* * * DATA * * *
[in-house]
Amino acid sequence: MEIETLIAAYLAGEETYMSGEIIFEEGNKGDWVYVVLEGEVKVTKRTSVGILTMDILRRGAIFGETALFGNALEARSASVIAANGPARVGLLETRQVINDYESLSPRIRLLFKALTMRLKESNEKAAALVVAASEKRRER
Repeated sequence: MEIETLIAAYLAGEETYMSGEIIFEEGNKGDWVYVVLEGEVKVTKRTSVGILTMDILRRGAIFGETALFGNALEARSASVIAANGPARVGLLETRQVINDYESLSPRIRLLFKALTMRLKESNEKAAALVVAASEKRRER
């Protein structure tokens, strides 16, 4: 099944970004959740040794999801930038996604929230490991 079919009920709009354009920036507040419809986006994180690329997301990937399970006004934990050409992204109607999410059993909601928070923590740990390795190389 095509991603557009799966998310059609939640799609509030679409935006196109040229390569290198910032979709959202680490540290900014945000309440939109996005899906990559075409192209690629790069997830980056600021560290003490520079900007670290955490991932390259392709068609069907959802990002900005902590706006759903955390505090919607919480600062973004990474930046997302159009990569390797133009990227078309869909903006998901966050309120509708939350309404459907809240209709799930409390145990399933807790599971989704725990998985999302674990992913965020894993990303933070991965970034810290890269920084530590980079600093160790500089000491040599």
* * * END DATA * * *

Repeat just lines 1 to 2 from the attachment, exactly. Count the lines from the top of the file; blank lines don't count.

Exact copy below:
[in-house]
Amino acid sequence: MEIETLIAAYLAGEETYMSGEIIFEEGNKGDWVYVVLEGEVKVTKRTSVGILTMDILRRGAIFGETALFGNALEARSASVIAANGPARVGLLETRQVINDYESLSPRIRLLFKALTMRLKESNEKAAALVVAASEKRRER